"He had taken a spill and hit his head and was unconscious. Of course the fear and the anxiety starts to build a little bit,” said Kara Cotton, Boggs’ mother. Boggs is part of a mountain biking team, no stranger to the trails. Saturday, Cotton got a call no mother wants to get.
Enter Flight Officer Paramedic Matt Calcutt in the CHP helicopter -- already in the air, coming back from his second rescue of the day. "We're able to direct ground crews into his exact location,” said Calcutt.
Culvert Trail off Forest Hill road in Auburn -- terrain that's too rugged to land. Within a matter of minutes they had Boggs in what officers call a hoist.
“You fly with him, the patient on the outside of the aircraft to get to a point where you can bring them into the aircraft,” said Calcutt.
"I mean they do their job and they do it well, I couldn't ask for much more,” said Cotton. She said doctors are confident he'll make a full recovery. While Cotton calls the CHP air unit’s members heroes, the officers themselves are a little more humble about that title.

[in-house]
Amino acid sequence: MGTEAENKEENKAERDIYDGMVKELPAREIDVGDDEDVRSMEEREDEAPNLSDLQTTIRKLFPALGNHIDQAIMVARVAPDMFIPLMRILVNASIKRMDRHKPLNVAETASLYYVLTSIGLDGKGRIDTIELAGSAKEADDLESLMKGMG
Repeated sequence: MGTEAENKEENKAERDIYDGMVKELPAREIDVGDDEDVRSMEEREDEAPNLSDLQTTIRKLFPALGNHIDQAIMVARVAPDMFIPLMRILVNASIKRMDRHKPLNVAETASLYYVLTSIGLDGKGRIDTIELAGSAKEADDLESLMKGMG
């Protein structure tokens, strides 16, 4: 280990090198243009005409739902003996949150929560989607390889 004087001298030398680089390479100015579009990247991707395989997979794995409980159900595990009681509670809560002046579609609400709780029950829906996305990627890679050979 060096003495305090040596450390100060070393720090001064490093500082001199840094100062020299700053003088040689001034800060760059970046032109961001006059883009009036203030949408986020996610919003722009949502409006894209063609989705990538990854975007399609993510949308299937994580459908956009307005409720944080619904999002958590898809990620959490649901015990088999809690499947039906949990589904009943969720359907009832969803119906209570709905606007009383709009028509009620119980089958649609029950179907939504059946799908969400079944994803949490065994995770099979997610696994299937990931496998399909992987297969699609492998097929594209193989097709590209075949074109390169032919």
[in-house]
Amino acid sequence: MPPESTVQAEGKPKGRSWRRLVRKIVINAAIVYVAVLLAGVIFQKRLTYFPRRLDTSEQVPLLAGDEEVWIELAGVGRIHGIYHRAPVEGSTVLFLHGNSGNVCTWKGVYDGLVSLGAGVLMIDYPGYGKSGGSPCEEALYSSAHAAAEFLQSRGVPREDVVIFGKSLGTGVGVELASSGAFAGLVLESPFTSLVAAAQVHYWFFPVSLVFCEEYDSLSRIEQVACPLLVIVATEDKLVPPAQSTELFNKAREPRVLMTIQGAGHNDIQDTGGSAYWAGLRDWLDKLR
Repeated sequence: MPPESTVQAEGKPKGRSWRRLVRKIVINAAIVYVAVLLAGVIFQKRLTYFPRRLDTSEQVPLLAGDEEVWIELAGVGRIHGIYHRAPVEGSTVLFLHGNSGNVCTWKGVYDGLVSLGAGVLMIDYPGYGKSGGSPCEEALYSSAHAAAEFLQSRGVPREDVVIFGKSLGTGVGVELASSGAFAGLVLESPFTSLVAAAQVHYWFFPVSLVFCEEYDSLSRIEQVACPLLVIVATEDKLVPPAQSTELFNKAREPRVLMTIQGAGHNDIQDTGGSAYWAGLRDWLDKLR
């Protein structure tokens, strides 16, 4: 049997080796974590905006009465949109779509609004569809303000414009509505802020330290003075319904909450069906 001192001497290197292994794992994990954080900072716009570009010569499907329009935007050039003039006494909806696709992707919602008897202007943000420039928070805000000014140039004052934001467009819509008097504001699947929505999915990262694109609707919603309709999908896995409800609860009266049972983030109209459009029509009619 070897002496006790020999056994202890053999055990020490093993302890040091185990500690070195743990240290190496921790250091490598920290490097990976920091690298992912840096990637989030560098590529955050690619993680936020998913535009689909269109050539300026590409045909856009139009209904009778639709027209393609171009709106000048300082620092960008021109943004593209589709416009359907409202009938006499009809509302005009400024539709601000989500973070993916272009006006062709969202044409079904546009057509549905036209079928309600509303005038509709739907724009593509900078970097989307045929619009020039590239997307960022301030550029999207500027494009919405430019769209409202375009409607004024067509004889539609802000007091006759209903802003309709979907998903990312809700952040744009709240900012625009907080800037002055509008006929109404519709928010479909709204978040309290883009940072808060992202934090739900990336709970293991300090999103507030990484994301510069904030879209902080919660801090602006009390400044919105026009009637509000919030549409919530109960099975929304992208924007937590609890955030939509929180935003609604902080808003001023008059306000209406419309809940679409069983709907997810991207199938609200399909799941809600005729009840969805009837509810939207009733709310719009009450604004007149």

"For us it's our day-to-day job. We love what we do,” said Calcutt.
A mother, concerned and reassured, loves it too.
Because he has spleen damage, doctors want to keep Boggs at the hospital for a couple of days. According to his mother, he's talking and seems to be recovering well.
IMPORTANT NOTE REGARDING MEDIVAC FLIGHTS from Mother Lode Trails:
If you run, hike, ride horses or bikes on our trails and you are injured, you should know that many insurance companies do not pay for an air flight to a hospital. The cost can be $10,000 to $50,000. It is responsible and necessary for you to obtain air flight insurance. If you don't have insurance, and you can't afford a medivac flight, the taxpayers are on the hook for you. Our local medical airflight insurance through CalStar is very reasonable and can be obtained at a discount through many trails organizations. CLICK HERE to see more information on CalStar California Shock Trama Air Rescue.
If you would like to see the costs of medical flights in rural areas, this is a good article in The Atlantic magazine, "When the Only Ambulance Is a Helicopter"